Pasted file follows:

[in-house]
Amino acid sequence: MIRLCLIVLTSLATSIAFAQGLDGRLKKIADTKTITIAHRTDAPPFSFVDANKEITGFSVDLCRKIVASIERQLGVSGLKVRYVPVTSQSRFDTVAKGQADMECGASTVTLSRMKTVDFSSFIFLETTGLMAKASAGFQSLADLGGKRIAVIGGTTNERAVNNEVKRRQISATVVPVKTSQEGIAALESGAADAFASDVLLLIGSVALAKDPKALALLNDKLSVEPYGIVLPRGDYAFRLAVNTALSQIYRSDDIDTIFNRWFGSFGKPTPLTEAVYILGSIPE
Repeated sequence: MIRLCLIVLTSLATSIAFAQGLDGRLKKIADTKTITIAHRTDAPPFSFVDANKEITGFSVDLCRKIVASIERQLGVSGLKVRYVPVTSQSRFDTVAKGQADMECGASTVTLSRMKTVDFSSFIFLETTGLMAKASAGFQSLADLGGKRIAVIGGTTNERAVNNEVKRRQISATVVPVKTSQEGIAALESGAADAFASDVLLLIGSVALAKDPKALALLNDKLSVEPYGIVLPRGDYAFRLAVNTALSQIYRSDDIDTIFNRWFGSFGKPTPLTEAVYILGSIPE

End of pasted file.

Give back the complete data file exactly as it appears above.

[in-house]
Amino acid sequence: MIRLCLIVLTSLATSIAFAQGLDGRLKKIADTKTITIAHRTDAPPFSFVDANKEITGFSVDLCRKIVASIERQLGVSGLKVRYVPVTSQSRFDTVAKGQADMECGASTVTLSRMKTVDFSSFIFLETTGLMAKASAGFQSLADLGGKRIAVIGGTTNERAVNNEVKRRQISATVVPVKTSQEGIAALESGAADAFASDVLLLIGSVALAKDPKALALLNDKLSVEPYGIVLPRGDYAFRLAVNTALSQIYRSDDIDTIFNRWFGSFGKPTPLTEAVYILGSIPE
Repeated sequence: MIRLCLIVLTSLATSIAFAQGLDGRLKKIADTKTITIAHRTDAPPFSFVDANKEITGFSVDLCRKIVASIERQLGVSGLKVRYVPVTSQSRFDTVAKGQADMECGASTVTLSRMKTVDFSSFIFLETTGLMAKASAGFQSLADLGGKRIAVIGGTTNERAVNNEVKRRQISATVVPVKTSQEGIAALESGAADAFASDVLLLIGSVALAKDPKALALLNDKLSVEPYGIVLPRGDYAFRLAVNTALSQIYRSDDIDTIFNRWFGSFGKPTPLTEAVYILGSIPE